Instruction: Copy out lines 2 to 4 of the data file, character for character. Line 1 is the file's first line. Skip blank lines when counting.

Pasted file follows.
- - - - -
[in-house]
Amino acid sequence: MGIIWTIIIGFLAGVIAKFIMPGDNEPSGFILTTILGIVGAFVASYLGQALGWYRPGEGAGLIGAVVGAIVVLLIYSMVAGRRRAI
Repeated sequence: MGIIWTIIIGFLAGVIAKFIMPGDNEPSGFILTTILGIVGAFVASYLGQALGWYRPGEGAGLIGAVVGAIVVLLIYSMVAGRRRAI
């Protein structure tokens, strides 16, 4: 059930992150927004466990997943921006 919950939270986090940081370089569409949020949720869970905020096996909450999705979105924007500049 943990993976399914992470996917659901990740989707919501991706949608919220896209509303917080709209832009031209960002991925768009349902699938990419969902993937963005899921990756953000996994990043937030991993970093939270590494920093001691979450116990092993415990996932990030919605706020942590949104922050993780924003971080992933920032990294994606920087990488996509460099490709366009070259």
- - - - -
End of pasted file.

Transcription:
Amino acid sequence: MGIIWTIIIGFLAGVIAKFIMPGDNEPSGFILTTILGIVGAFVASYLGQALGWYRPGEGAGLIGAVVGAIVVLLIYSMVAGRRRAI
Repeated sequence: MGIIWTIIIGFLAGVIAKFIMPGDNEPSGFILTTILGIVGAFVASYLGQALGWYRPGEGAGLIGAVVGAIVVLLIYSMVAGRRRAI
């Protein structure tokens, strides 16, 4: 059930992150927004466990997943921006 919950939270986090940081370089569409949020949720869970905020096996909450999705979105924007500049 943990993976399914992470996917659901990740989707919501991706949608919220896209509303917080709209832009031209960002991925768009349902699938990419969902993937963005899921990756953000996994990043937030991993970093939270590494920093001691979450116990092993415990996932990030919605706020942590949104922050993780924003971080992933920032990294994606920087990488996509460099490709366009070259």